How to help children that are struggling in class

As a teacher it is important to recognise the children that may need extra help within the classroom. It may be that they are not sitting quietly and chatting or that they are not interested in listening, but other times it can be that they have other issues which is making it hard for them to understand what they should be doing. It is very important not to dismiss a child as acting up when you don’t know the reason that they do not seem to be doing their work. It may be that the child has a hearing issue so they simply cannot hear all the instructions or it could be that they cannot process the information that you are telling them quick enough. These issues can be missed for quite sometime but it is important to get any tests done as soon as possible if they may be needed.

You should always be trying to find ways of encouraging children to work. Often shouting at them because they refuse to do something will only make them more stubborn so often rewards work better. A simple rewards chart that allows them to see their progress can be enough to help them focus on the task in hand.

Tutoring children to catch up on missed learning

There are a great number of children who have recently missed out on school learning due to the lockdown restrictions which closed all schools for a few months. Some parents are worried about this and want to help their children to catch up and so they are turning to private tutors to support learning at home.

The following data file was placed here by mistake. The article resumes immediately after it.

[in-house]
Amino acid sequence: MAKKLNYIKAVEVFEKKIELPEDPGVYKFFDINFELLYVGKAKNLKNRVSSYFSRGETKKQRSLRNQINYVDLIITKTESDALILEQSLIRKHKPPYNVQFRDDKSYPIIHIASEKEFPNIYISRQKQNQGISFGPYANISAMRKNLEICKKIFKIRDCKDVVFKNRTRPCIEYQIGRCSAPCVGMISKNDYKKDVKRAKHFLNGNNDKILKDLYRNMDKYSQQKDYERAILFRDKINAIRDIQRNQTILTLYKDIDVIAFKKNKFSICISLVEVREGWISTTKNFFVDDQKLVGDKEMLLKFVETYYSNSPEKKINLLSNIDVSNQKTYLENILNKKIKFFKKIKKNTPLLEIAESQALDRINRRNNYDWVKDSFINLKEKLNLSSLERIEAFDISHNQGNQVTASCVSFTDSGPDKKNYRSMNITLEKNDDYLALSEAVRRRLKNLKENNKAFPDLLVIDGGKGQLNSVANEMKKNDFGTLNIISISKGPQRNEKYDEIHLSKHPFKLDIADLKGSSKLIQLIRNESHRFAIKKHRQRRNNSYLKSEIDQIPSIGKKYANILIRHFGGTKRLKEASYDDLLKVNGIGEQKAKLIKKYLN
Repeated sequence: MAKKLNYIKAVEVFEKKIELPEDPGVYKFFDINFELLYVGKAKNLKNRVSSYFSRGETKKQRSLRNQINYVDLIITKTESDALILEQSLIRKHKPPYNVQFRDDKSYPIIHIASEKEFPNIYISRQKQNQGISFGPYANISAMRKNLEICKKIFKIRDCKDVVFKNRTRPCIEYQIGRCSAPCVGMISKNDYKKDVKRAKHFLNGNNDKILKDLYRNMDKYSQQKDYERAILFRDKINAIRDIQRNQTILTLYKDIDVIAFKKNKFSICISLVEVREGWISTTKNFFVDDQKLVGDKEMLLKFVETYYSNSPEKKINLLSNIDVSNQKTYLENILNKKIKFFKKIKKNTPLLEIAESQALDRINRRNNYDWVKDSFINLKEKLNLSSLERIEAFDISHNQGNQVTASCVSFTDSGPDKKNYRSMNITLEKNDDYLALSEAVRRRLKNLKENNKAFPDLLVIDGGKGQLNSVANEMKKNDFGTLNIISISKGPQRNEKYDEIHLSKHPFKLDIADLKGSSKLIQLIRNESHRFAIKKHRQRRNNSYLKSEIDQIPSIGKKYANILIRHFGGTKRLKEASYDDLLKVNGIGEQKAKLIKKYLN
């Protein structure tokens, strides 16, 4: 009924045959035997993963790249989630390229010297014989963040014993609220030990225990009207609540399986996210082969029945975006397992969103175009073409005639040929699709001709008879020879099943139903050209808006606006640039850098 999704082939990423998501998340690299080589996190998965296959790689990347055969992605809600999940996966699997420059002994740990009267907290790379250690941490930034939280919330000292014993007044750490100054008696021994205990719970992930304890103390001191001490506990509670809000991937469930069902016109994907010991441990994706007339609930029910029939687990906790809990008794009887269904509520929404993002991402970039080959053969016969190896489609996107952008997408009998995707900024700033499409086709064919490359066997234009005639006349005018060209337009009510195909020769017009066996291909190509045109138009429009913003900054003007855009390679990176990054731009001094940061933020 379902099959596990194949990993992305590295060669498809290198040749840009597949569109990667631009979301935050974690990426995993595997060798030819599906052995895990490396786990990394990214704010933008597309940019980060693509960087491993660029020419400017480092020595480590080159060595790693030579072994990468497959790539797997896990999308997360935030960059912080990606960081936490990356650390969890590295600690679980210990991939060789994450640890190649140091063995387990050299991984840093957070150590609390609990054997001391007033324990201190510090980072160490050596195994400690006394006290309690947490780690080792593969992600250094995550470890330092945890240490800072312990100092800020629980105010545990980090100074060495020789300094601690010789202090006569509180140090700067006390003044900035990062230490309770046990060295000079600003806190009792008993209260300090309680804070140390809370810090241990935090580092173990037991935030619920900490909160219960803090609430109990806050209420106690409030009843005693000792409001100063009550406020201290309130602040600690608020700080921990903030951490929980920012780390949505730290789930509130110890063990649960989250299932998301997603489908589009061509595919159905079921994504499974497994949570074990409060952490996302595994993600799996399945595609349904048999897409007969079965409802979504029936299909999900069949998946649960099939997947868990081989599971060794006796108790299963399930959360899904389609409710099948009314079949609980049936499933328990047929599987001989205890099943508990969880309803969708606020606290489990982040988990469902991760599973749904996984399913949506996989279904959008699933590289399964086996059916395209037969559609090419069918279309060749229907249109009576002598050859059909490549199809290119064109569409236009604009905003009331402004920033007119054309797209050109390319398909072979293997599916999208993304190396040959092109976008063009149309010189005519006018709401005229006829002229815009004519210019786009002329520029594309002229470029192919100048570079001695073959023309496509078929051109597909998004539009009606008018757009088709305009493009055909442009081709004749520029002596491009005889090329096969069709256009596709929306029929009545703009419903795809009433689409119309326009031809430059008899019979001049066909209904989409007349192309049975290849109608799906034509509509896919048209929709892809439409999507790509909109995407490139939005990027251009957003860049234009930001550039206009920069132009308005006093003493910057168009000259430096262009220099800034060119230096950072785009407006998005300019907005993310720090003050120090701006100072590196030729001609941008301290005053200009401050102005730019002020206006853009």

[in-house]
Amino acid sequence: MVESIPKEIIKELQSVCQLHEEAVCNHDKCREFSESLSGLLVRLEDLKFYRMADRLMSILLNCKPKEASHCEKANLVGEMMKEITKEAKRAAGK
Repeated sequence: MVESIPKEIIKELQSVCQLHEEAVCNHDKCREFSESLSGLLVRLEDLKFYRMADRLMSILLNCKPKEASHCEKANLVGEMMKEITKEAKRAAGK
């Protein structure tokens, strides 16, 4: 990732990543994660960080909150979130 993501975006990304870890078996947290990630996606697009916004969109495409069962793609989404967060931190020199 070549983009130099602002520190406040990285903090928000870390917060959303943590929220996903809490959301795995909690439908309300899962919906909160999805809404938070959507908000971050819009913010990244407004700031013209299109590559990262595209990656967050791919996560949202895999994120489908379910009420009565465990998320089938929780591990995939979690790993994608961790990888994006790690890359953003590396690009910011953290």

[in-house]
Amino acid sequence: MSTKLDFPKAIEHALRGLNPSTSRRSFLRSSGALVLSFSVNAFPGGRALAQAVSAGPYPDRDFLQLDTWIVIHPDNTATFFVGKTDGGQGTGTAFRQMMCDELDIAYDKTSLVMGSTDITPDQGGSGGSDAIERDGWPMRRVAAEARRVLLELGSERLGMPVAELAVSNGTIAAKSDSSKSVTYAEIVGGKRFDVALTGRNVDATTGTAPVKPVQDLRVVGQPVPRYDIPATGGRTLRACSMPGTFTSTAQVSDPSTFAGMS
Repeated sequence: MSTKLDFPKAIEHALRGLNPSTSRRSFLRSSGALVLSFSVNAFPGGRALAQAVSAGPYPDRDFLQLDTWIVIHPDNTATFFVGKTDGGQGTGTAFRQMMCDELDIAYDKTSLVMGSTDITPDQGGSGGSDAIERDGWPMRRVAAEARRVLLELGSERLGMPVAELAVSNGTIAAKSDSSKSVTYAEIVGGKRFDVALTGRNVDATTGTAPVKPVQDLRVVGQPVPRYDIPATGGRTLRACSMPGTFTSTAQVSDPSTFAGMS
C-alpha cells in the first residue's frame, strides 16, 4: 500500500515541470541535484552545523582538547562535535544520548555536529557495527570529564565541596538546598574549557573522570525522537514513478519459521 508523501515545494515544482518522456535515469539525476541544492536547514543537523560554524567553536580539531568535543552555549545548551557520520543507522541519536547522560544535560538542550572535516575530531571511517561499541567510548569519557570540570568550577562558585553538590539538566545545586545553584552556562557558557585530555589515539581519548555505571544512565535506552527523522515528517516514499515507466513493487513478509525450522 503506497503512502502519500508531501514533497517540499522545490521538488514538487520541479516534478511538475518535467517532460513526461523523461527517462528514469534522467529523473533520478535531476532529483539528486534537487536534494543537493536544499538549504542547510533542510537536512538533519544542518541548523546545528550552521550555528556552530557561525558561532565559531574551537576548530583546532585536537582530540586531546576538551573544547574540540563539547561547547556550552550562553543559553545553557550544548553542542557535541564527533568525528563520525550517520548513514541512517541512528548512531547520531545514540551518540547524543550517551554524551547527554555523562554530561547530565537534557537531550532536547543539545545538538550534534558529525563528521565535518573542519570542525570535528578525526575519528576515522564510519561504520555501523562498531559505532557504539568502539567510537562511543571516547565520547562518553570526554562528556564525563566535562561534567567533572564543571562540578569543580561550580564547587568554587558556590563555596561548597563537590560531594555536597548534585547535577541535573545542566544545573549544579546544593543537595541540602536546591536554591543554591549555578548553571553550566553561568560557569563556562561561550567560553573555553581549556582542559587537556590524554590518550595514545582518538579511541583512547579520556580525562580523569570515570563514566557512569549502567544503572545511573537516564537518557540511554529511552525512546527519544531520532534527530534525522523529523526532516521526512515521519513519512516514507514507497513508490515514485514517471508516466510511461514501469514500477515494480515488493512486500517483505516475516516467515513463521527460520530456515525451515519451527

Finding a tutor that can help your child to progress in their learning can be a difficult process as it is a good idea to try to get a tutor that specialises in a particular age range and has knowledge of the current curriculum. Once you have found a suitable tutor and have discussed the support your child needs, a timetable for tutoring will need to be agreed. It is sensible to have a couple of sessions a week initially so that good progress will hopefully be made. If it is possible to have contact with the school to ascertain the areas of concern it will be helpful in targeting support.

Paying for a private tutor is sometimes a problem for some families but it is a worthwhile investment in their child’s future progress and may be only needed for a period of time until the child has caught up with their peers.

How are teachers adapting to the new normal?

It has been a difficult time for everyone over the last year not least the thousands of teachers in the UK who have been called upon to adapt their teaching methods and resources time and time again. From keeping in touch with children during lockdown to at the present time providing distance learning alongside classroom teaching it has proved a challenge for even the most talented and experienced teachers.